From our very first radio program.
1. All designs imply a designer.
2. There is great design in the universe.
3. Therefore, there must be a Great Designer of the universe.
For since the creation of the world God’s invisible qualities-his eternal power and divine nature-have been clearly seen, being understood from what has been made, so that men are without excuse.
“Even in the most ancient of times, long before the telescope and microscope were invented, the greatness of God was evident both in the vastness and in the tiny intricacies of nature. Men could look at the stars and discover the fixed order of their orbits. They could observe a small seed reproduce itself into a giant tree, exactly like the one from which it came. They could see the marvelous cycles of the seasons, the rain, and the snow. They witnessed the marvel of human birth and the glory of the sunrise and sunset. Even without the special revelation David had, they could see that “the heavens are telling of the glory of God; and their expanse is declaring the work of His hands” (Psalm 19:1).”
(from The MacArthur New Testament Commentary, (c) Moody Press and John MacArthur, Jr., 1983-2002)
1. All designs imply a designer.
List things that have some type of “design”
For example à rocks, motorcycles, poems, snowflakes, skyscrapers, river paths, brain
Norman Geisler wrote:
“Any time we have seen a complex design, we know by previous experience that it came from the mind of a designer…
It is important to note that by “complex design” is meant specified complexity. A crystal, for example, has specificity but not complexity. It, like a snowflake, has the same basic patterns repeated over and over. Random polymers, [a type of molecule] on the other hand, has complexity but no specificity. A living cell, however, has both specificity and complexity. This kind of complexity is never produced by purely natural laws. It is always the result of an intelligent being.”
Geisler, N. L. (1999). Baker encyclopedia of Christian apologetics. Baker reference library (Page 278). Grand Rapids, Mich.: Baker Books.
Specificity – to have specificity something must contain a certain amount of “purposeful direction in its design. I.e. it must be specific.
For example, a sound board is specific because all the sliders are attached to wires that correspond to the numbered plug in back of the board. Each of those is rerouted to another slider that sends the signal to a speaker to produce sound, and not by coincidence the sliders control the volume. It has a very specificied reason for being that way.
Complexity – to have complexity something must contain a certain amount of “more than basic” structure in its design. I.e. it must be complex.
For example, if you threw 100 marbles on the floor and let them roll until they stopped they would form a very complex “pattern” if you connected them with lines. It doesn’t necessarily have any specificity to it, but it is very complex.
EXAMINATION OF (2)
There is great design in the universe.
Robert Jastrow, an astrophysicist and was the director of NASA’s Goddard Institute for Space Studies, has said:
Now we see how the astronomical evidence supports the biblical view of the origin of the world …. The essential elements in the astronomical and biblical accounts of Genesis are the same. Consider the enormousness of the problem: Science has proved that the universe exploded into being at a certain moment. It asks what cause produced this effect? Who or what put the matter and energy into the Universe? And science cannot answer these questions…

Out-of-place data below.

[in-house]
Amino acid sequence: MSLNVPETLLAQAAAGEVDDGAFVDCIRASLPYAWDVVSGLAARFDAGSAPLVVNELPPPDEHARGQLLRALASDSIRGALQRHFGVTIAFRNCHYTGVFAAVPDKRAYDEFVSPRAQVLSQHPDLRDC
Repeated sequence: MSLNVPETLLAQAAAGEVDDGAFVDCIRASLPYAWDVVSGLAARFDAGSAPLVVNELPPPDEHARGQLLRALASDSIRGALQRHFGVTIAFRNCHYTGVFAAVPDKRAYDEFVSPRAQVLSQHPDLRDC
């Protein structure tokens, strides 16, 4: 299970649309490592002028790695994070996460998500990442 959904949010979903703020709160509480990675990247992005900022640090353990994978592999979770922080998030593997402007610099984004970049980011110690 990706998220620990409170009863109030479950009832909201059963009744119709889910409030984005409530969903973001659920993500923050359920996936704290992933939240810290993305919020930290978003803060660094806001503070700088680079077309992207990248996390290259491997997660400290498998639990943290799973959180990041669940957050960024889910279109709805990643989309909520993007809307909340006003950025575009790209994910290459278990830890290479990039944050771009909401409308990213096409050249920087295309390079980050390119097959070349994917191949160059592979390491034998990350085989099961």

The Book “20 Compelling Evidences That God Exists”
“On a multiplicity of levels, life exhibits a highly complex, specified order that cannot be explained as the inevitable outcome of natural processes. The point may be illustrated with DNA. A DNA macromolecule uses a complex structure that looks a bit like a very, very long spiral staircase or ladder. Each “step” or “rung” is formed by pairing up two of the four nucleotides found in DNA called adenine (A), thymine (T), cytosine (C), and guanine (G). When cells reproduce, the two rails or strands untwist and separate from each other, then reconnect to other strands to form exact duplicates of the original.
For DNA to work, it is not enough to have lots of As, Ts, Cs and Gs strung together. That would be like having Scrabble tiles lined up to spell nonsense words. The nucleotides must be strung together in a precise order and the two strands matched up to convey information to the rest of the cell that determines its overall structure, properties, and functions. In other words, the nucleotides must be arranged in a highly specific and highly complex order that conveys meaningful instructions. They function just like letters in a sentence – except that, given the length and complexity of a typical DNA double helix, a better comparison would be the letters that form a chapter or even a book.”
- The adaptation of means to end in the world is either the result of evolution or else the result of design.
- This adaptation is the result of evolution.
- Therefore, this adaptation is not the result of design.
Is this argument valid? No. 1 and 2 do not flow to 3.
Design could be the result of both evolution and design.
Furthermore, if there is any adaptation which evolution cannot explain the Design argument is either proven better or at least given more credit!
Conclusion: Russel’s argument doesn’t hurt the Teleological Argument but in some cases helps it. At best it forces a slight modification.